“The empowered patient is here to stay” and the health system needs to adapt to allow for those who are more engaged with their own care, a patient advocate has said.

Liz O’Riordan, consultant breast surgeon and breast cancer survivor, knows first-hand what it’s like to be diagnosed with an illness and be left navigating the sea of information available to patients.

O’Riordan, who is a keynote speaker at the upcoming Virtual Digital Health Summer School, was diagnosed with stage three breast cancer in July 2015 at the age of 40. Within two weeks of her diagnosis she had started chemotherapy. Over her nine months of treatment she also had surgery and radiotherapy.

As a now retired consultant breast surgeon herself, it would be easy to assume her career had better prepared her for being a patient, but the reality is it did not.

It was only through her own journey as a patient that O’Riordan began to realise how much information was available to patients, and the importance of them having control over their own medical data and health journey.

“Despite training all my life to become a breast surgeon I knew nothing of what it was like to be a patient,” she told Digital Health News.

“I used to tell people ‘Don’t Google, it’s scary, I will tell you what you need to know’.

“And it’s rubbish because the first thing I did in the car as a consultant breast surgeon [after her diagnosis] was go to Google.

“You don’t go to NHS 111, you don’t go to your doctor’s website, you go to the internet to really find out what it’s like.”

O’Riordan’s experience led her to starting her own blog and co-authoring ‘The Complete Guide to Breast Cancer: How to Feel Empowered and Take Control’. She told Digital Health News the internet had “exploded” the amount of information now available to patients, but that there was no way of controlling what information patients access.

“When you have a chronic illness you’re really invested in your disease, you know everything about it, you want that information,” she said.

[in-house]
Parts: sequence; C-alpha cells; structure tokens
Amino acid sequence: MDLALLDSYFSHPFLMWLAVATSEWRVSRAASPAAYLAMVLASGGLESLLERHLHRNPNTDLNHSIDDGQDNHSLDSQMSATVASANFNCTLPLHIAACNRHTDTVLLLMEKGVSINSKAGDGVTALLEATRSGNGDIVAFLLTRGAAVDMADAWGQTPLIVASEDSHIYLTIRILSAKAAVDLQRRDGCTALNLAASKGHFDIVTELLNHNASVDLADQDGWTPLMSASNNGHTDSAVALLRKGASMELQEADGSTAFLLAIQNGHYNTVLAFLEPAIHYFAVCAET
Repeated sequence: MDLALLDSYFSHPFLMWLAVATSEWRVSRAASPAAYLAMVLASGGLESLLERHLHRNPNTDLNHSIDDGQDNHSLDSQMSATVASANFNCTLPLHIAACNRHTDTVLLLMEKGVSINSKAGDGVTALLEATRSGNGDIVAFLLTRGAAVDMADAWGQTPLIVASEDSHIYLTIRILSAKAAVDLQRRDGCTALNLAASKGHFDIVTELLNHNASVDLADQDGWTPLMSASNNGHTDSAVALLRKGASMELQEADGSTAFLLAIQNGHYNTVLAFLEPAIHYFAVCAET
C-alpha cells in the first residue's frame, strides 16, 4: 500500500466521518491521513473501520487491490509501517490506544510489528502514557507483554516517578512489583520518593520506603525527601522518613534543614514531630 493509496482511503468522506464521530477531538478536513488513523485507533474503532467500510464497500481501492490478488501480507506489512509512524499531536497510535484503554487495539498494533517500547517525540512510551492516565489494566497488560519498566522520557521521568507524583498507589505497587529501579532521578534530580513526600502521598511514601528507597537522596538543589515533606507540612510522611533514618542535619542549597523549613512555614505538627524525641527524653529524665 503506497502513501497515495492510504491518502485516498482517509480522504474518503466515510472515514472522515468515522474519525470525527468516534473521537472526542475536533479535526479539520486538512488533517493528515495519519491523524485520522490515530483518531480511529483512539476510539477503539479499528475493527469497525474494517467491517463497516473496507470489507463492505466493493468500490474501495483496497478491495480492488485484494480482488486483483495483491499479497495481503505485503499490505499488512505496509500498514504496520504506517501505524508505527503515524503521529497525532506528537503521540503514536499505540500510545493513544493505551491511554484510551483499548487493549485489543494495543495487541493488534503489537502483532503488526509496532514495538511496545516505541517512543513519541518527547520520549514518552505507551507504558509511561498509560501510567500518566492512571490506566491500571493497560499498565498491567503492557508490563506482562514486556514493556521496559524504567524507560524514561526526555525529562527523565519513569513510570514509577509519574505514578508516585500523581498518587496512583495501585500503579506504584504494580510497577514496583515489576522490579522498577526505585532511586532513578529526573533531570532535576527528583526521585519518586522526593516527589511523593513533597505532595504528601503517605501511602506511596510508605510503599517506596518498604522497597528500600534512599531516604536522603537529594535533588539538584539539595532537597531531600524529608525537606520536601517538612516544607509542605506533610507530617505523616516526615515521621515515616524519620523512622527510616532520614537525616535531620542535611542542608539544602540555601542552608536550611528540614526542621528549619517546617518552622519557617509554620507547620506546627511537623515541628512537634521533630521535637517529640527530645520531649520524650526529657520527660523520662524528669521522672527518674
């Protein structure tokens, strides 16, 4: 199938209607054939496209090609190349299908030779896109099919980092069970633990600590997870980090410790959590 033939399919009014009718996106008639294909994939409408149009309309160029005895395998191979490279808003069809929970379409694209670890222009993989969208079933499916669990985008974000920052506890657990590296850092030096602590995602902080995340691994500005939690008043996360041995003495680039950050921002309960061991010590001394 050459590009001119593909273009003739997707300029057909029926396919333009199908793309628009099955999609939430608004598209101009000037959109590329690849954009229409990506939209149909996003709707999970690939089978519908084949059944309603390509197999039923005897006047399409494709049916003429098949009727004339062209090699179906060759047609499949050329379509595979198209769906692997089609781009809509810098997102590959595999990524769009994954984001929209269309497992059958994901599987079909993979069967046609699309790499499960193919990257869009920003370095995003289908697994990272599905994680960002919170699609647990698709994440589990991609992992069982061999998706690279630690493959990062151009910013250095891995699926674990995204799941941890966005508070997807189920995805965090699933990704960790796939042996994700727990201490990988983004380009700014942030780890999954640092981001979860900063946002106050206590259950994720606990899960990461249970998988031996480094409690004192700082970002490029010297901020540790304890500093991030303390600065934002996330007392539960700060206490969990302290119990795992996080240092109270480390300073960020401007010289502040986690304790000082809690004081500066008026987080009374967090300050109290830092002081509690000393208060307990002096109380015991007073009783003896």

“I think that’s why we need to educate patients… if you are worried here is a list of safe websites to go to get simple answers.

“The empowered patient is here to stay, and the doctor-patient relationship is going to change because of that.

“And we need to help every patient get access to digital health and digital literacy, and we need to learn ourselves what our patients need so we can help them better.”

Ownership of data

O’Riordan, whose husband is a CCIO and member of the Digital Health Network CCIO Advisory Panel, said access to information had resulted in patients being more engaged in their health journey and wanting access to their own data.

“It’s about ownership of data. When I had an MRI scan you have to wait three weeks to get a result and the result just tells you it’s normal, but you don’t get a full copy because doctors think you might not understand, or you don’t need to know,” she said.

“But I’m the one that’s had to spend 40 minutes laying face down listening to Justin Bieber and I want to be able to have a chance to read the full results.

“It’s like going to the bank and saying, ‘How much money is in my account’ and hearing ‘Oh you’re in credit’… yeah but how much? We wouldn’t put up with it, but with our body we’re not allowed to know.”

Involving patients in their own health journey also results in better digital health tools. O’Riordan stressed that investment in IT and digital health tools would be “useless” if patients weren’t considered in the design.

“Unless you have patients involved from the very beginning, you might make an amazing product but its actually useless,” she added.

“Patients know what they need and if you haven’t had that illness then you might end up going down the wrong route.

“You have no idea what it’s like to be a patient until you’ve walked in their shoes. Every once in a while, listen to someone… just realise the gap between what you tell patients and what they really need.”

Liz O’Riordan recently took part in an episode of Digital Health Unplugged looking at the importance of including patients in the digital journey. The episode will be published on July 27.

She’s also a keynote speaker at Virtual Digital Health Summer School 2021, taking place on July 15 and 16.

The full programme is available here. There’s still time to register to attend the event, you can do so here.